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Protesters march to Pittsburgh mayor's office, demand racial justice

| Wednesday, July 17, 2013, 3:06 p.m.
Andrew Russell | Tribune-Review
Demonstrators sit in front of the mayor's office at the City County Building, Downtown, waiting for Mayor Luke Ravenstahl to hear their demands, Wednesday. The group was protesting the acquittal of George Zimmerman in Florida, Saturday.
Andrew Russell | Tribune-Review
Ngani, 26 of Bloomfield hands a list of demands to Pittsburgh City Council President Darlene Harris at the City County Building, Downtown, Wednesday, when 40 demonstrators protesting the acquittal of George Zimmerman in Florida delivered a list of demands to city officials, Wednesday. ED NOTE: Ngani refused to give her last name.
Andrew Russell | Tribune-Review
Demonstrators sit in front of the mayor's office at the City County Building, Downtown, waiting for Mayor Luke Ravenstahl to hear their demands, Wednesday. The group was protesting the acquittal of George Zimmerman in Florida, Saturday.
Andrew Russell | Tribune-Review
Pittsburgh Public Safety Director Michael Huss meets with representatives from a group of demonstrators waiting for Mayor Luke Ravenstahl to accept a list of demands at the mayor's office at the City County Building, Downtown,Wednesday. The group of 40 demonstrators were protesting the acquittal of George Zimmerman in Florida, Saturday.
Andrew Russell | Tribune-Review
Omowale KMT, 4 of Homewood (left) frowns at a representive for Mayor Luke Ravenstahl (not pictured) as his mother, Joy KMT (right) of New Voices Pittsburgh: Women of Color for Reproductive Justice decides to sit in front of the mayor's office at the City County Building, Downtown, until Ravenstahl agreed to hear the demands of a group of 40 demonstrators, protesting the acquittal of George Zimmerman in Florida, Saturday.
Andrew Russell | Tribune-Review
A group protesting the acquittal of George Zimmerman stage a sit-in in front of Mayor Luke Ravenstahl's office on Wednesday, July 17, 2013.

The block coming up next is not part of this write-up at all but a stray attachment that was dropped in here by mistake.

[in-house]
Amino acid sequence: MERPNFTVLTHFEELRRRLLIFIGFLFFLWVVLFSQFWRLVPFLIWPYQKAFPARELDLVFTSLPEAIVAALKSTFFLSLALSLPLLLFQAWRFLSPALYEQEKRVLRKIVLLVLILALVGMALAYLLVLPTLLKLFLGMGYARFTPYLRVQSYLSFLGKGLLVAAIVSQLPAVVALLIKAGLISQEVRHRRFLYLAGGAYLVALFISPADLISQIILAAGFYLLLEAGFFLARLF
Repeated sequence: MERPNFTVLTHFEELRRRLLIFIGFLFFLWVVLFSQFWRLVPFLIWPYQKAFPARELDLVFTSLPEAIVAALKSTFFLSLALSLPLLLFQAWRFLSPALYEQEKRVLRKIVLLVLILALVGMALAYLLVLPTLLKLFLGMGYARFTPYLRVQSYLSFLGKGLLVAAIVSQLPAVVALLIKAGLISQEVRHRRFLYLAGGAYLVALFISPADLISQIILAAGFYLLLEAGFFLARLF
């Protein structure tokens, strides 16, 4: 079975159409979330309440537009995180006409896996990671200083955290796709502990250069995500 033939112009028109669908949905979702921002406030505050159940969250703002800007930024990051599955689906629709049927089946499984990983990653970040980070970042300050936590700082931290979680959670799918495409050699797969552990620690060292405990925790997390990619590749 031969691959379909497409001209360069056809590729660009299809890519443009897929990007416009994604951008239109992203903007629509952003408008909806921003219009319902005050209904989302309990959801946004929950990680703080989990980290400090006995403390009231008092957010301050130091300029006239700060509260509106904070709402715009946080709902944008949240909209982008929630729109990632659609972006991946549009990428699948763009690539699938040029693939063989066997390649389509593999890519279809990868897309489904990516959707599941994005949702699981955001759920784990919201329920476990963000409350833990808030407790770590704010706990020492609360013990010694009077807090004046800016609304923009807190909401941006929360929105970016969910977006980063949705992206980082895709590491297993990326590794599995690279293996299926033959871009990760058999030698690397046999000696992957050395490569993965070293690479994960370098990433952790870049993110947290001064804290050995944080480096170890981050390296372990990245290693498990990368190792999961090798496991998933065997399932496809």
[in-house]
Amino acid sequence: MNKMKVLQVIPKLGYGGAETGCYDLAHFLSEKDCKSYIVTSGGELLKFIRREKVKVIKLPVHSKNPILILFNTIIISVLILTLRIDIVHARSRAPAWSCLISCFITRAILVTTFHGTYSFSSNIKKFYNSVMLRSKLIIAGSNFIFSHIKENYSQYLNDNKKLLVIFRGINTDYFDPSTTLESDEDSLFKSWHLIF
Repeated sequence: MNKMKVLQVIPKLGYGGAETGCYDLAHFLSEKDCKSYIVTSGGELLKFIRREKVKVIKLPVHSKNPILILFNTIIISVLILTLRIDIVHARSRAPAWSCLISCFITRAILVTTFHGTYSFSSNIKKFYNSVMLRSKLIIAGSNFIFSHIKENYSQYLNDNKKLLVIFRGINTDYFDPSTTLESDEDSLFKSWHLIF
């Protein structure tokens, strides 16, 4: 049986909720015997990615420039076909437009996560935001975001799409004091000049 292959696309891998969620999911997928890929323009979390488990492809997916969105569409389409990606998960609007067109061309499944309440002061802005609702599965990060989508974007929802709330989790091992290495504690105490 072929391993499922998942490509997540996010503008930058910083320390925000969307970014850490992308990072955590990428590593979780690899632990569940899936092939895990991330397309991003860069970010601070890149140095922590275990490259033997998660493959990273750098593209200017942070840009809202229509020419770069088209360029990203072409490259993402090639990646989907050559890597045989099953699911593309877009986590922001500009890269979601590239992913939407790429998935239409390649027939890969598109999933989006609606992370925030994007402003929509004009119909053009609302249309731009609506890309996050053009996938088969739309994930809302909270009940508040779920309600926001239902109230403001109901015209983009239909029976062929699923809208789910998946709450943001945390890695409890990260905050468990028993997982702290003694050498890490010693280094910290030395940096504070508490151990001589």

The singing, chanting protesters who marched from the Allegheny County Courthouse courtyard to a sit-in outside the Pittsburgh mayor's office on Wednesday said they didn't get much response from public officials to their demands for racial justice.

“We didn't expect much response,” said Nazura Asaseyeduru, 35, of Pittsburgh, who said she attended the rally on behalf of the National Black United Front. The black nationalist group formed in Brooklyn in the 1970s and is headquartered in Chicago. It established a Pittsburgh chapter in March.

Organizers linked the march to the acquittal of George Zimmerman in the shooting death of black teenager Trayvon Martin in Florida. They issued 14 demands, including that the city renounce “state-sanctioned murder.”

Dozens of protesters carried signs denouncing white supremacy, patriarchy and racism.

In the hallway outside the Mayor's Office and City Council chambers, they sang and chanted for the mayor to appear.

Jim Sheppard, a special assistant to Mayor Luke Ravenstahl, told the crowd the mayor would not be able to meet with them.

“That's the problem!” one protester shouted.

Another commented: “You've got all these police here to protect the mayor.”

Uniformed officers, including a sergeant wearing a bulletproof vest, stood watch at the glass entrance to Ravenstahl's office, and several others stood behind the crowd and at elevators.

Public Safety Director Michael Huss briefly met with one of the organizers in the mayor's conference room.

Council President Darlene Harris accepted the group's list of demands, promising she “will pass it along” and consider something to put before council, though she stopped short of agreeing to present the entire list. A heckler told her: “To do nothing is racism.”

Members of groups that call themselves Pittsburgh for Trayvon, New Voices Pittsburgh: Women of Color for Reproductive Justice, Pittsburgh Defending Black Bodies and Pittsburgh Standing our Ground, composed the list. It included demands that the city denounce the state's version of a stand-your-ground law, support development in predominantly black communities and provide greater access to fresh food in poorer neighborhoods, among other things.

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